Midtown Plaza closed in 2008. Four years later, the mall has been torn down and nothing has opened on the 8-acre site. Besides Windstream, we don’t know what will fill in the property in the years to come. It remains a hole in the middle of downtown Rochester.
But there is hope!
While the pace of change has been frustrating, I was encouraged to read about an eerily similar scenario in Columbus, Ohio. That city closed its downtown shopping mall in 2009. City Center opened in 1988 and was on DeadMalls.com in short order. City Planners tore down the mall and built a park on the 9-acre site. One-third of the property was reserved for market-driven development.
The new development happened remarkably fast. By the end of 2010, Columbus Commons was hosting events. New development is springing up around the site.
The Columbus story reaffirms Rochester’s decision to get rid of the mall. But Rochester has a ways to go to duplicate Columbus’ success.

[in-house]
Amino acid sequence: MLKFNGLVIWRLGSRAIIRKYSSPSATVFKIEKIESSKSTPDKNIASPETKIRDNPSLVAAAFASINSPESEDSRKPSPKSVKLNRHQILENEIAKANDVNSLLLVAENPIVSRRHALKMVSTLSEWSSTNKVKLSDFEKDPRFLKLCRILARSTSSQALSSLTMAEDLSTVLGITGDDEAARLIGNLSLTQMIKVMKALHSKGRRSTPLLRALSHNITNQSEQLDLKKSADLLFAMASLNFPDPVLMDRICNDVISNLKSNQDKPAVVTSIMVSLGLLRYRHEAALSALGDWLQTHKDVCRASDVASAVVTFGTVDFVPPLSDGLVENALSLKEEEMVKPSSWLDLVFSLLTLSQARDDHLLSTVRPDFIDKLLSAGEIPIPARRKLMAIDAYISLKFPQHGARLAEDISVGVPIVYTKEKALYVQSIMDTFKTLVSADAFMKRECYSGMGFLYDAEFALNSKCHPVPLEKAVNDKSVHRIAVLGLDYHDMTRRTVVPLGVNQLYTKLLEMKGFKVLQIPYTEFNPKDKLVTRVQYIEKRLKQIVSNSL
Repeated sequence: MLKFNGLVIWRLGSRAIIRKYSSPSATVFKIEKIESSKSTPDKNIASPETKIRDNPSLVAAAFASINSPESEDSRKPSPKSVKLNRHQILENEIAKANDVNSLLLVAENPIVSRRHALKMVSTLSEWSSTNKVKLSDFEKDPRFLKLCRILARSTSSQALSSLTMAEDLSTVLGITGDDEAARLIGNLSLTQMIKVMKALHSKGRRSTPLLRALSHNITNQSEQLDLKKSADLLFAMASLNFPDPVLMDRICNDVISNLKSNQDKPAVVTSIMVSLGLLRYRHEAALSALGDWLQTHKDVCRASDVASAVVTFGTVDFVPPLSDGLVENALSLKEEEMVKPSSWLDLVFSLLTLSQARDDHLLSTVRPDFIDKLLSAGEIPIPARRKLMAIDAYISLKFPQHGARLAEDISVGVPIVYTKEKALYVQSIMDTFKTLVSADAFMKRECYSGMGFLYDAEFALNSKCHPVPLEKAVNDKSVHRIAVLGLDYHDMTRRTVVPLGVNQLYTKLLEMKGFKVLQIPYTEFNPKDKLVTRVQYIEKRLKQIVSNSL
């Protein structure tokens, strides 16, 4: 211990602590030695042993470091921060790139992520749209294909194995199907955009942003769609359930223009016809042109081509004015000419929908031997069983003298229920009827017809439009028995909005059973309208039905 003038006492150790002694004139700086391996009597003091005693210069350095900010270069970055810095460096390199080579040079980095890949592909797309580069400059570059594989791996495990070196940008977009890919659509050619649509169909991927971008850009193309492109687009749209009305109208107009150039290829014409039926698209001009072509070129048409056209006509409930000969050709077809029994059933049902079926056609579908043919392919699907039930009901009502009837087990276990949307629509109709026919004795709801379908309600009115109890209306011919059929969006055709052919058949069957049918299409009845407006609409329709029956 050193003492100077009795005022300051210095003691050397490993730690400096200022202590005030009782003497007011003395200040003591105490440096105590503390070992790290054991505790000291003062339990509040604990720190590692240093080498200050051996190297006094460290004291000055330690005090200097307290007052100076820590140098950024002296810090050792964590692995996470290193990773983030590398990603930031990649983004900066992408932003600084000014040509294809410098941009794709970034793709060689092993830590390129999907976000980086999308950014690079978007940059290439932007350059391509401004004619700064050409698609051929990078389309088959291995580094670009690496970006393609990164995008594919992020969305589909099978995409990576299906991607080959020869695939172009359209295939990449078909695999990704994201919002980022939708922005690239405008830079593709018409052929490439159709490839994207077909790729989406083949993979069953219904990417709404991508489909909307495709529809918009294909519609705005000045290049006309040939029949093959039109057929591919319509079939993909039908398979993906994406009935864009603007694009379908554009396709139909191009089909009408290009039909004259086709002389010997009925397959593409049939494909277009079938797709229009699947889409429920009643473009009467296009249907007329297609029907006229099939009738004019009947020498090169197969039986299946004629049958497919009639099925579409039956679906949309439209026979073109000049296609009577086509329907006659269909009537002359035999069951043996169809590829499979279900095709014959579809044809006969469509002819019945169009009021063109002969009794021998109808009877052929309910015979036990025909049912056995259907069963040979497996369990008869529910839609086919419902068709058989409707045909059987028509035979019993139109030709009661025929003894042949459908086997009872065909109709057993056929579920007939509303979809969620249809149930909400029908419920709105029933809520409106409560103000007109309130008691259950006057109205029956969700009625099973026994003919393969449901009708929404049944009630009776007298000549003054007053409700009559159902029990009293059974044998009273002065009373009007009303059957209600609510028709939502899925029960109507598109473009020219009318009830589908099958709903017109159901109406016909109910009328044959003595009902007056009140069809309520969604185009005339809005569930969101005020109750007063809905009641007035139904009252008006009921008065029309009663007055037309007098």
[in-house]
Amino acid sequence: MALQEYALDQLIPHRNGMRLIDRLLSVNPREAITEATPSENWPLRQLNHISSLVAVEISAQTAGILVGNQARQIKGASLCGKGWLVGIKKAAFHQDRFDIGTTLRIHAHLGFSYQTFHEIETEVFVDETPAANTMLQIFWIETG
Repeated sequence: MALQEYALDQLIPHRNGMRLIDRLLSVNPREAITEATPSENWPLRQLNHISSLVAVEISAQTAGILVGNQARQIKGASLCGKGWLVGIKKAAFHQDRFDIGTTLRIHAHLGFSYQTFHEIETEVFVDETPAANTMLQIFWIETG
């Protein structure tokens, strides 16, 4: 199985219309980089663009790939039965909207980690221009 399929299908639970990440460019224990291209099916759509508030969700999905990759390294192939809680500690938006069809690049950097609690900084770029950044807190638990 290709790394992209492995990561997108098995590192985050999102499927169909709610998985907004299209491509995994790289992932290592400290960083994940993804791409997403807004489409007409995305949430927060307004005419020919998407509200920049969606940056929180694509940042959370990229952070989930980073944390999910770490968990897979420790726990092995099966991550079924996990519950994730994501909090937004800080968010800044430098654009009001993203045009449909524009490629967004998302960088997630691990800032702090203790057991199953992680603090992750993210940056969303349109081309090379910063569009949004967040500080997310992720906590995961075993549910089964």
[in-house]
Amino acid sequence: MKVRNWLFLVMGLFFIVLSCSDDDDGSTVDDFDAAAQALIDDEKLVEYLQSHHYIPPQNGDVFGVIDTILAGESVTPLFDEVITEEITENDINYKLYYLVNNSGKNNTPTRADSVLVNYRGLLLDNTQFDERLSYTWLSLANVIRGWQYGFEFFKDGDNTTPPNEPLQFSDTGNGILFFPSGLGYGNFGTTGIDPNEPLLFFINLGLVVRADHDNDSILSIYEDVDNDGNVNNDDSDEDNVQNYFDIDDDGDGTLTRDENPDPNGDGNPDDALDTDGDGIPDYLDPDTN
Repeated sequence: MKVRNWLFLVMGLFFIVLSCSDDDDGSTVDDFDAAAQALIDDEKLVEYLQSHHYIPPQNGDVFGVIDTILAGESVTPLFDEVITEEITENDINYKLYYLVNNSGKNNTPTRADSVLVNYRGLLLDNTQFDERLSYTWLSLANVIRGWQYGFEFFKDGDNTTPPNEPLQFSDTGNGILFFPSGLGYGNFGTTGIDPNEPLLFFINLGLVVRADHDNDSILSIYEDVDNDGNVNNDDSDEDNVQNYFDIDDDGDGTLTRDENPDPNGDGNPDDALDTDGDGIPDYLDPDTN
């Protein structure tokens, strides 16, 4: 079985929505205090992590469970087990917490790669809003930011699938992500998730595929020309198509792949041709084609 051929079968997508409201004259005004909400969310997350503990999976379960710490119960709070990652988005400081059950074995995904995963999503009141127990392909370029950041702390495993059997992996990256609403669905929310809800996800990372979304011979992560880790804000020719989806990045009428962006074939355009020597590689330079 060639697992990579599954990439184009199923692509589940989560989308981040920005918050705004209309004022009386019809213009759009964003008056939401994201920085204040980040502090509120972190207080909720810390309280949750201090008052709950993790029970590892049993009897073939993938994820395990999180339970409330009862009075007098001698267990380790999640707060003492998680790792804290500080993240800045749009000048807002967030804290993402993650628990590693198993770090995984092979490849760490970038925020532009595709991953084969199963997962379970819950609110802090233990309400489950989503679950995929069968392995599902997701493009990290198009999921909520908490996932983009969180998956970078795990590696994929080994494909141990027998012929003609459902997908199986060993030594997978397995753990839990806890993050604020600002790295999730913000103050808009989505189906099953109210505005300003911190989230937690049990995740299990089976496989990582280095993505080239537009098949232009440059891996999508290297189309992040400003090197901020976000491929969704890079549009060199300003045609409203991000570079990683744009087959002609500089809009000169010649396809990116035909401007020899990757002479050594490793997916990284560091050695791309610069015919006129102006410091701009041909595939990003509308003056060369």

Links of the Day:
– Should New York cities be allowed to declare bankruptcy or should the state impose control boards?
– A single before and after photo in the Democrat and Chronicle shows how a neighborhood deteriorates and why preservation is important.
– The New York Times profiled an art exhibit at the Rochester Institute of Technology featuring a cast of colorful characters.
– USA Today says it’s better to tip restaurant servers in cash. Maybe so, but all of the reasons listed are not the customers’ problem. Unscrupulous restaurant owners must get their act together. It’s not practical for consumers to carry around cash.